Deaths as suicide bomber detonates in Mogadishu, mayor badly wounded

Medical workers help civilian on stretcher who was wounded in suicide bomb, at Madina hospital, Mogadishu, Wednesday, July 24, 2019. A suicide bomber walked into the office of Mogadishu's mayor and detonated explosives strapped to his waist, killing several people and badly wounding the mayor. (AP)
Updated 24 July 2019

Deaths as suicide bomber detonates in Mogadishu, mayor badly wounded

  • The attack occurred shortly after the new United Nations envoy to Somalia visited mayor
  • Al-Qaeda-linked Al-Shabab extremist group claimed responsibility

MOGADISHU: A suicide bomber walked into the office of Mogadishu’s mayor and detonated explosives strapped to his waist, killing six people and badly wounding the mayor, Somali police said Wednesday.

The attack occurred shortly after the new United Nations envoy to Somalia, James Swan, had paid the mayor a “courtesy call” and left the compound, an official at the mayor’s office. The official spoke on condition of anonymity because they were not authorized to speak to the media.

The UN mission in Somalia in a tweet before the bombing posted photos of the smiling mayor and new envoy, saying Swan had received an overview of the “challenges” in the region.

The Al-Qaeda-linked Al-Shabab extremist group claimed responsibility. It often targets government buildings such as the presidential palace and other high-profile parts of Mogadishu with bombings.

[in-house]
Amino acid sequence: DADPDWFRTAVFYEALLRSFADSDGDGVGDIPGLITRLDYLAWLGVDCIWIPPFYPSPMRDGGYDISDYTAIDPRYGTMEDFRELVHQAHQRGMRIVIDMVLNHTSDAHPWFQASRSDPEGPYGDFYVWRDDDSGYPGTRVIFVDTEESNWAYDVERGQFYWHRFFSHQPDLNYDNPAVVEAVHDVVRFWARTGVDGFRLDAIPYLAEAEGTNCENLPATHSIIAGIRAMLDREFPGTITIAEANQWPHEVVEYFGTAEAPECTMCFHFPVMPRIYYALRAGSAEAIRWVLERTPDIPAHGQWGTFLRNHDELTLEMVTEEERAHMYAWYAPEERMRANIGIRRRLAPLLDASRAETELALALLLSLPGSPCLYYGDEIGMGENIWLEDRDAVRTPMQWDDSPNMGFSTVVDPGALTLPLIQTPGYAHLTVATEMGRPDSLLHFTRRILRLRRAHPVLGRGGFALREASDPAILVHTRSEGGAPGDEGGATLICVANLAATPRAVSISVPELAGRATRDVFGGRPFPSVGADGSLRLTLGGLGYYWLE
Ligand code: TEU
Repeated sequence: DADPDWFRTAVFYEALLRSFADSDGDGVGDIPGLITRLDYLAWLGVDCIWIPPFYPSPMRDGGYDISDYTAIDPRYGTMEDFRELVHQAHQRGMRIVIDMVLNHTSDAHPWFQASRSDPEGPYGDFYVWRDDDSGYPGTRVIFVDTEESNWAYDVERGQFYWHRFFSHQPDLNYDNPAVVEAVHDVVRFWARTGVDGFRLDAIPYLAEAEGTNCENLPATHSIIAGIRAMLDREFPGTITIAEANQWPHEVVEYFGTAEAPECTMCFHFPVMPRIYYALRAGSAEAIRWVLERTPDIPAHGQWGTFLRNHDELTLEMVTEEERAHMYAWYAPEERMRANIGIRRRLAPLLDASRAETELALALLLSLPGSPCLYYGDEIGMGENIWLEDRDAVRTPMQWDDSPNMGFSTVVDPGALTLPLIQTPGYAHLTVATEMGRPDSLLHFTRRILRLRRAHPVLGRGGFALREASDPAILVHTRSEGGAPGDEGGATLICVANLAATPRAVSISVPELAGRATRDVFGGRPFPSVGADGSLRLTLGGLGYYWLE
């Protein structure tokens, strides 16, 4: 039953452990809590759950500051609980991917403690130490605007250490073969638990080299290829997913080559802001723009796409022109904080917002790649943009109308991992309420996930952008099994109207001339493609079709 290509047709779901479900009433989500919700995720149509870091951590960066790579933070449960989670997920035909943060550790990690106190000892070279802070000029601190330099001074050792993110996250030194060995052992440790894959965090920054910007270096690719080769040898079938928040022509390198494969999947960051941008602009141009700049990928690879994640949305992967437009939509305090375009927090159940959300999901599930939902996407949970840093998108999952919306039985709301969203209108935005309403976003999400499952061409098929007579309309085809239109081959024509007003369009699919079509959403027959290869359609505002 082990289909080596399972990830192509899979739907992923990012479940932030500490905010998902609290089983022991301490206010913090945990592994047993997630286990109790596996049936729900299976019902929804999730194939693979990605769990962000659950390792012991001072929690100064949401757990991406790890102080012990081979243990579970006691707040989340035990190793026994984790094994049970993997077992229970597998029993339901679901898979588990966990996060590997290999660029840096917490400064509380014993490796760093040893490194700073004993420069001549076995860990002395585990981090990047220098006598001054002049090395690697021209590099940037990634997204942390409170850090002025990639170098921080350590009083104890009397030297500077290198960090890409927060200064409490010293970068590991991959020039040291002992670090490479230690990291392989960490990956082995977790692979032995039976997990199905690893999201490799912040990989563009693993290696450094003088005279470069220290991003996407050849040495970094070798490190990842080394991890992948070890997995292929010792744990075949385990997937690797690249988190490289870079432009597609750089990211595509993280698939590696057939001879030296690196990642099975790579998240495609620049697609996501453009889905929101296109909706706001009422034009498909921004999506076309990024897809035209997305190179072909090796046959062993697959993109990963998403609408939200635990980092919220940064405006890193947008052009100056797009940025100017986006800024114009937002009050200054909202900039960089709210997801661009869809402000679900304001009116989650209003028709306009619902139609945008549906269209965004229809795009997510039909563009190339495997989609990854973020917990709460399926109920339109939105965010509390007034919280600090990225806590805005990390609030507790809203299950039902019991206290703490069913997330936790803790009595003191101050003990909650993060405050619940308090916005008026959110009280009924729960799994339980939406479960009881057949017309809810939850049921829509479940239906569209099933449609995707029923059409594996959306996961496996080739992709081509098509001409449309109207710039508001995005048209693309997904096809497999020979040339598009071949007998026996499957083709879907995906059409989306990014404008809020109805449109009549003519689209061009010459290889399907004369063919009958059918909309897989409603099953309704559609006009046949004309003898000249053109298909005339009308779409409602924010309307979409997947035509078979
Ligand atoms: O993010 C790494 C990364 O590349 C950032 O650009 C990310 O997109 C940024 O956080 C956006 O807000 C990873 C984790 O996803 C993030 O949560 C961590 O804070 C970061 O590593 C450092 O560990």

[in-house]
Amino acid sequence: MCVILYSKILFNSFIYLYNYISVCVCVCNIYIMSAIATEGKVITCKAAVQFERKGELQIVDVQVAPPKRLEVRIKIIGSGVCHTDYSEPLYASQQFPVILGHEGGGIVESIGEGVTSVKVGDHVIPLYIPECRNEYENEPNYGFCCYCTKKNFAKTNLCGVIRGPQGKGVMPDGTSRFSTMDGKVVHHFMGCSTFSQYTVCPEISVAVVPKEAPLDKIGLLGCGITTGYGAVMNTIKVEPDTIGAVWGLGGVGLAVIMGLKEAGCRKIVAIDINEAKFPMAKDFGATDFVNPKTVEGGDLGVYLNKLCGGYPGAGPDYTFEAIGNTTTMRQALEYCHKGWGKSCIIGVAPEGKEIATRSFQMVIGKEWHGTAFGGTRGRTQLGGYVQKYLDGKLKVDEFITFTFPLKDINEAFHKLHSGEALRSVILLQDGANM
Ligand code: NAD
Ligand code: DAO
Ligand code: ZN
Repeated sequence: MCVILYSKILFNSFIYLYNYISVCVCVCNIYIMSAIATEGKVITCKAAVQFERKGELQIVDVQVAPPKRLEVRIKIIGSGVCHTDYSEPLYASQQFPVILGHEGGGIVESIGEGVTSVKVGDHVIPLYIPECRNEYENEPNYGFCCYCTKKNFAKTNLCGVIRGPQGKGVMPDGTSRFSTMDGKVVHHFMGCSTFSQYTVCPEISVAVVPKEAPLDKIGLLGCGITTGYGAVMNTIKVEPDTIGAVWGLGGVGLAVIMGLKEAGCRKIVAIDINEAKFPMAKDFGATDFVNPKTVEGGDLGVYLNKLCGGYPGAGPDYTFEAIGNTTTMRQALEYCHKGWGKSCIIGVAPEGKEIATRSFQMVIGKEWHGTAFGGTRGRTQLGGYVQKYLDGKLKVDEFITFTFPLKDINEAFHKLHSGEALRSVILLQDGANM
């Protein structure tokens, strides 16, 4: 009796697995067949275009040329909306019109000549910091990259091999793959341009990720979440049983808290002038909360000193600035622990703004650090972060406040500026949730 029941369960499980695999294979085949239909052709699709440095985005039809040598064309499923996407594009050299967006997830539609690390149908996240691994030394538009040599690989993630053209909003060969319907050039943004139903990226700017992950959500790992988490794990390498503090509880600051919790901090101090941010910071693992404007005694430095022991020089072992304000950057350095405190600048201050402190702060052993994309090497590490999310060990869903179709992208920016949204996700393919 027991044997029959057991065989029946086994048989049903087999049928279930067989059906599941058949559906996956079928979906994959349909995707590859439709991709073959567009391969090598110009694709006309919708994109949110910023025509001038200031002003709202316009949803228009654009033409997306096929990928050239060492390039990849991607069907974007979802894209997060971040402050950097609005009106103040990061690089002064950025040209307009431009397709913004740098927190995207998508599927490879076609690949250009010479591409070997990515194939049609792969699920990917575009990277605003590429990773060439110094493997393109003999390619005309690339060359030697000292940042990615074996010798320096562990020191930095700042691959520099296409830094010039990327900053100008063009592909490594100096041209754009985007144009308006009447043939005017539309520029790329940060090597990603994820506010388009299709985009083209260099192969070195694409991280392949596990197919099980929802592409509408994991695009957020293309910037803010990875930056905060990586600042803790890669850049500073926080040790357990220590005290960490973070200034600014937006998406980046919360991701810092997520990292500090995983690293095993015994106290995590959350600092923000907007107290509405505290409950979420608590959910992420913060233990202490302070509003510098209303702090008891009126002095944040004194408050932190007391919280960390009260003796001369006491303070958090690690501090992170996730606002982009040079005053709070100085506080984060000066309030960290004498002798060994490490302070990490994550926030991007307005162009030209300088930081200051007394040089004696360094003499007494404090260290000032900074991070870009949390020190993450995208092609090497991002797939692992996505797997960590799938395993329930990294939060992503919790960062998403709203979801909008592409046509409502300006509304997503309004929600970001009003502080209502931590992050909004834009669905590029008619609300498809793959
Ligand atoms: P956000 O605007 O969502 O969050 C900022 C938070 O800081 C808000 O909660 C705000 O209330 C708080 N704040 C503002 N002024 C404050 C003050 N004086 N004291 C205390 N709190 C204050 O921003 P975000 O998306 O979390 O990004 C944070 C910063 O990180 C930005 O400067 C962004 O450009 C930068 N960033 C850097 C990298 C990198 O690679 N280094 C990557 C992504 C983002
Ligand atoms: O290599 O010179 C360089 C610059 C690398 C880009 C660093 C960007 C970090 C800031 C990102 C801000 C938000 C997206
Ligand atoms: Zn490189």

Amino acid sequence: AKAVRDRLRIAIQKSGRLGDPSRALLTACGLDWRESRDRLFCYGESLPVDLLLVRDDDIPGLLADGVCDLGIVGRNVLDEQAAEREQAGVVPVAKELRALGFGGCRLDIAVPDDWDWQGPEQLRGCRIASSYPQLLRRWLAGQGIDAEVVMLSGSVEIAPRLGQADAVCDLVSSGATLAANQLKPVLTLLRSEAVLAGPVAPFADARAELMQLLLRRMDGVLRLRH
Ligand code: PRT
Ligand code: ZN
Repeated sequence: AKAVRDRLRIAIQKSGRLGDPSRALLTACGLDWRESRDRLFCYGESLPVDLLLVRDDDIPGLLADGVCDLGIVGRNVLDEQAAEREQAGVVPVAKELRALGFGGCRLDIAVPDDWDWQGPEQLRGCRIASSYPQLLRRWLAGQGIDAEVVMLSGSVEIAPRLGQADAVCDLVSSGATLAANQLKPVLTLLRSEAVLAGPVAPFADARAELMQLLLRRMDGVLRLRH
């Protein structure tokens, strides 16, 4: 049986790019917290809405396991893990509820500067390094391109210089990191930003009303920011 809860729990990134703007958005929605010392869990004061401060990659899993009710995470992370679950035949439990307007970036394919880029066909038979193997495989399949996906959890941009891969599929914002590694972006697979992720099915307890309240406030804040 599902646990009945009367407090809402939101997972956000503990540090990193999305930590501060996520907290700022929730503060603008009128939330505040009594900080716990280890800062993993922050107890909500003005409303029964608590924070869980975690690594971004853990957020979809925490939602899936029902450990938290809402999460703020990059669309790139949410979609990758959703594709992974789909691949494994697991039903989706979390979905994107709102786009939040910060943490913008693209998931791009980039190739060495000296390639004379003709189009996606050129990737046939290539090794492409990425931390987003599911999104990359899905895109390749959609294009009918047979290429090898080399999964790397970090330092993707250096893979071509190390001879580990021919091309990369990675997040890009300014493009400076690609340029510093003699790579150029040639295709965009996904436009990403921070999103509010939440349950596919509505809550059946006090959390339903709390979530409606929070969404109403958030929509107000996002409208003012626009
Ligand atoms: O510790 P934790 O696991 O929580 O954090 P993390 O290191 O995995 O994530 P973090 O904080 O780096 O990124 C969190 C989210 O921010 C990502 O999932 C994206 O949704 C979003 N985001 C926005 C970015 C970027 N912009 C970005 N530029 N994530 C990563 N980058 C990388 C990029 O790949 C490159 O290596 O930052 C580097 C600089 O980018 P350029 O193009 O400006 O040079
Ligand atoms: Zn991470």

"We conducted a successful operation in Mogadishu this afternoon. The target was the newly appointed U.N. envoy to Somalia and other senior enemy members. Some of them were eliminated, others wounded," Al-Shabab spokesman Abdiasis Abu Musab said in a statement.

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The mayor, Abdirahman Omar Osman, and his deputy were rushed to a hospital with critical wounds and two district commissioners were among the dead, said police Capt. Mohamed Hussein.

It was not clear how the bomber managed to enter the mayor’s office during a security meeting. Some security officials said the attacker might have coordinated with corrupt officials, offering them bribes for access.

The security officials said Wednesday’s attack appeared to be a shift in tactics, as the extremists in the past had rarely managed to infiltrate heavily fortified government buildings without first detonating one or more vehicle bombs.

The Somalia-based Al-Shabab was chased out of Mogadishu years ago but still controls parts of the Horn of Africa nation’s south and central regions and is a frequent target of US airstrikes.

"A suicide bomber walked into the meeting hall and blew up himself," said Mohamed Abdullahi, a relative of one of the victims, told Reuters. The area was filled with ambulances after the blast, shopkeeper Mohamed Osman said.

The Horn of Africa country has been riven by conflict since 1991, when clan warlords overthrew a dictator, then turned on each other. 


Japan’s Abe says he will meet Iran’s Rouhani this month in NY

Updated 49 min 13 sec ago

Japan’s Abe says he will meet Iran’s Rouhani this month in NY

  • Abe added that he would travel to Belgium after the UNGA session
  • He is also meeting with European Commission President Jean-Claude Juncker

TOKYO: Japanese Prime Minister Shinzo Abe said on Tuesday he would meet with Iranian President Hassan Rouhani at the end of the month, as regional tensions rise in the Middle East after the weekend attacks on Saudi oil facilities, public broadcaster NHK said.
It was during a meeting with members of the ruling Liberal Democratic Party that Abe repeated his intention of speaking with Rouhani on the sidelines of the UN General Assembly (UNGA) in New York, according to NHK.
Abe added that he would travel to Belgium after the UNGA session and meet with European Commission President Jean-Claude Juncker, NHK said.